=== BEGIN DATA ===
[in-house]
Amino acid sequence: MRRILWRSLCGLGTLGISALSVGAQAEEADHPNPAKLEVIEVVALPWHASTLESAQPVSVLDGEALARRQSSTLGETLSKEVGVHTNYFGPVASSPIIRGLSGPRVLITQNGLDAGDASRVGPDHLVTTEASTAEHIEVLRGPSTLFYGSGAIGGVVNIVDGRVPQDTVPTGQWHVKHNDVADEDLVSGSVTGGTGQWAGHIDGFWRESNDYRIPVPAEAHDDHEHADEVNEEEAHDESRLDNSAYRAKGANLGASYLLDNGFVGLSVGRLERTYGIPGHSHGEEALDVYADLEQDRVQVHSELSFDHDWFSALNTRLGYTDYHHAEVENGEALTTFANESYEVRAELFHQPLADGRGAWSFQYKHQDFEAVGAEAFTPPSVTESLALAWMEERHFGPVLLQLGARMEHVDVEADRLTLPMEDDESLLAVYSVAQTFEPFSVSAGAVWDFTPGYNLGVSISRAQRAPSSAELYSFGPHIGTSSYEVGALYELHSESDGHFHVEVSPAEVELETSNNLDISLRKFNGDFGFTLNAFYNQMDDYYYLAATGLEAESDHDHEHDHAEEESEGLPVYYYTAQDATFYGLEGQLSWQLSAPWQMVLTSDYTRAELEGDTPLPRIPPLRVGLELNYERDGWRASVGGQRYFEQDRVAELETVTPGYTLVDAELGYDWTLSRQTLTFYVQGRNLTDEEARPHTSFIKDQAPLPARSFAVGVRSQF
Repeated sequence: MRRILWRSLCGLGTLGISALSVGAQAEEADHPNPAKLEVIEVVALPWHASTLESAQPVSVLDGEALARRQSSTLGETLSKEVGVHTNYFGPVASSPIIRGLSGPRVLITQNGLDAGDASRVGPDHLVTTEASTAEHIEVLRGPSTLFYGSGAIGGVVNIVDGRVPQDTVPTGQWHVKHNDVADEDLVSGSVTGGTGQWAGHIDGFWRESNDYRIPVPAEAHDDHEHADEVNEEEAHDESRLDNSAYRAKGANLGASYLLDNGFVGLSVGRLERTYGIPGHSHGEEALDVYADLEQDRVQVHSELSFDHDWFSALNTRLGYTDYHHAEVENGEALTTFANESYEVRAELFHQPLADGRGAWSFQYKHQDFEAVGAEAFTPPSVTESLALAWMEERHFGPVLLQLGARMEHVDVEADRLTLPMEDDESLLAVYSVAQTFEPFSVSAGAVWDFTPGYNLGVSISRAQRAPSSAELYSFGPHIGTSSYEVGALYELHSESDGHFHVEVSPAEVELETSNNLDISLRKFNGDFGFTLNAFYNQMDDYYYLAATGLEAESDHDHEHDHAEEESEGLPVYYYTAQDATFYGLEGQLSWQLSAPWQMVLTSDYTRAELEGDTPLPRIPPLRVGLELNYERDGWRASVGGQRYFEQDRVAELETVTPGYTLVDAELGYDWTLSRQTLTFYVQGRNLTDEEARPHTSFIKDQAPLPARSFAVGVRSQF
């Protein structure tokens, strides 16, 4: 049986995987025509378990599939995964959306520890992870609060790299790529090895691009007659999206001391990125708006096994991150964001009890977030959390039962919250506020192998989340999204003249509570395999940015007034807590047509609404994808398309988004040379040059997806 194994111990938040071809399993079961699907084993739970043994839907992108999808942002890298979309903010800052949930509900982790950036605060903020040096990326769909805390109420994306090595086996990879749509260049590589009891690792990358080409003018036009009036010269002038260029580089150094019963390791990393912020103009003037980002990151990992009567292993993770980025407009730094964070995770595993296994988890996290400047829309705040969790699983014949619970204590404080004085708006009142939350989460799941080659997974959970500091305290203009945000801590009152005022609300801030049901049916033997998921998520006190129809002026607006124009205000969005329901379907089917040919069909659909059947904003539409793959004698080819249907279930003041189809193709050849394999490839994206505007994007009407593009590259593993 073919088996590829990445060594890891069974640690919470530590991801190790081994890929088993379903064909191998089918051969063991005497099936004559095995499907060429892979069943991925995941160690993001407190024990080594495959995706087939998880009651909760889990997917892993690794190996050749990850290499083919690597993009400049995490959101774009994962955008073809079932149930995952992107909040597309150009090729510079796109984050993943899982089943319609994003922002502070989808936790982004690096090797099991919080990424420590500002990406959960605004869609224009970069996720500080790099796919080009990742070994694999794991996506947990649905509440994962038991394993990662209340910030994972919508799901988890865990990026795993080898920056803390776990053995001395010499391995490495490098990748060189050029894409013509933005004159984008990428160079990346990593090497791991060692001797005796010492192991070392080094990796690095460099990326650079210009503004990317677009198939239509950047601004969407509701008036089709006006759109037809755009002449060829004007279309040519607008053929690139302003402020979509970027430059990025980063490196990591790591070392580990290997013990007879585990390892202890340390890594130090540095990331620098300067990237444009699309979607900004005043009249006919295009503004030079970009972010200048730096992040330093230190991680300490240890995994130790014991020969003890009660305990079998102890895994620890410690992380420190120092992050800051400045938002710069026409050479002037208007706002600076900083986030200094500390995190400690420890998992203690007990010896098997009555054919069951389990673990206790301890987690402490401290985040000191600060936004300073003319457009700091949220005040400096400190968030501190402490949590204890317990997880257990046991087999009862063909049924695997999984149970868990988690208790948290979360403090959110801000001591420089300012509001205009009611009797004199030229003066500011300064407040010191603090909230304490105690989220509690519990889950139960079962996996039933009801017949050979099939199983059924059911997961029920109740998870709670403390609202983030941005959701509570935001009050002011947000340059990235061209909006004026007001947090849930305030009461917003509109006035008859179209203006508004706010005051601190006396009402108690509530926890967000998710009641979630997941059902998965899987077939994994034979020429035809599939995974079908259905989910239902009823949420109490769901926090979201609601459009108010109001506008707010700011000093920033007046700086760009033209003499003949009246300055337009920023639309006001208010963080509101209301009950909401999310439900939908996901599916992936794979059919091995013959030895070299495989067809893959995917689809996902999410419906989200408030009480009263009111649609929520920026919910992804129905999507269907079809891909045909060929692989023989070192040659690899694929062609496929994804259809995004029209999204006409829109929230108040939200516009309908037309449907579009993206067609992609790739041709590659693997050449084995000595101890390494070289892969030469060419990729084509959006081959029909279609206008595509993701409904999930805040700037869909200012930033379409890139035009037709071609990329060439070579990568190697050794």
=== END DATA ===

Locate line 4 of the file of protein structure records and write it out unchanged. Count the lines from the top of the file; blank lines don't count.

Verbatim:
């Protein structure tokens, strides 16, 4: 049986995987025509378990599939995964959306520890992870609060790299790529090895691009007659999206001391990125708006096994991150964001009890977030959390039962919250506020192998989340999204003249509570395999940015007034807590047509609404994808398309988004040379040059997806 194994111990938040071809399993079961699907084993739970043994839907992108999808942002890298979309903010800052949930509900982790950036605060903020040096990326769909805390109420994306090595086996990879749509260049590589009891690792990358080409003018036009009036010269002038260029580089150094019963390791990393912020103009003037980002990151990992009567292993993770980025407009730094964070995770595993296994988890996290400047829309705040969790699983014949619970204590404080004085708006009142939350989460799941080659997974959970500091305290203009945000801590009152005022609300801030049901049916033997998921998520006190129809002026607006124009205000969005329901379907089917040919069909659909059947904003539409793959004698080819249907279930003041189809193709050849394999490839994206505007994007009407593009590259593993 073919088996590829990445060594890891069974640690919470530590991801190790081994890929088993379903064909191998089918051969063991005497099936004559095995499907060429892979069943991925995941160690993001407190024990080594495959995706087939998880009651909760889990997917892993690794190996050749990850290499083919690597993009400049995490959101774009994962955008073809079932149930995952992107909040597309150009090729510079796109984050993943899982089943319609994003922002502070989808936790982004690096090797099991919080990424420590500002990406959960605004869609224009970069996720500080790099796919080009990742070994694999794991996506947990649905509440994962038991394993990662209340910030994972919508799901988890865990990026795993080898920056803390776990053995001395010499391995490495490098990748060189050029894409013509933005004159984008990428160079990346990593090497791991060692001797005796010492192991070392080094990796690095460099990326650079210009503004990317677009198939239509950047601004969407509701008036089709006006759109037809755009002449060829004007279309040519607008053929690139302003402020979509970027430059990025980063490196990591790591070392580990290997013990007879585990390892202890340390890594130090540095990331620098300067990237444009699309979607900004005043009249006919295009503004030079970009972010200048730096992040330093230190991680300490240890995994130790014991020969003890009660305990079998102890895994620890410690992380420190120092992050800051400045938002710069026409050479002037208007706002600076900083986030200094500390995190400690420890998992203690007990010896098997009555054919069951389990673990206790301890987690402490401290985040000191600060936004300073003319457009700091949220005040400096400190968030501190402490949590204890317990997880257990046991087999009862063909049924695997999984149970868990988690208790948290979360403090959110801000001591420089300012509001205009009611009797004199030229003066500011300064407040010191603090909230304490105690989220509690519990889950139960079962996996039933009801017949050979099939199983059924059911997961029920109740998870709670403390609202983030941005959701509570935001009050002011947000340059990235061209909006004026007001947090849930305030009461917003509109006035008859179209203006508004706010005051601190006396009402108690509530926890967000998710009641979630997941059902998965899987077939994994034979020429035809599939995974079908259905989910239902009823949420109490769901926090979201609601459009108010109001506008707010700011000093920033007046700086760009033209003499003949009246300055337009920023639309006001208010963080509101209301009950909401999310439900939908996901599916992936794979059919091995013959030895070299495989067809893959995917689809996902999410419906989200408030009480009263009111649609929520920026919910992804129905999507269907079809891909045909060929692989023989070192040659690899694929062609496929994804259809995004029209999204006409829109929230108040939200516009309908037309449907579009993206067609992609790739041709590659693997050449084995000595101890390494070289892969030469060419990729084509959006081959029909279609206008595509993701409904999930805040700037869909200012930033379409890139035009037709071609990329060439070579990568190697050794």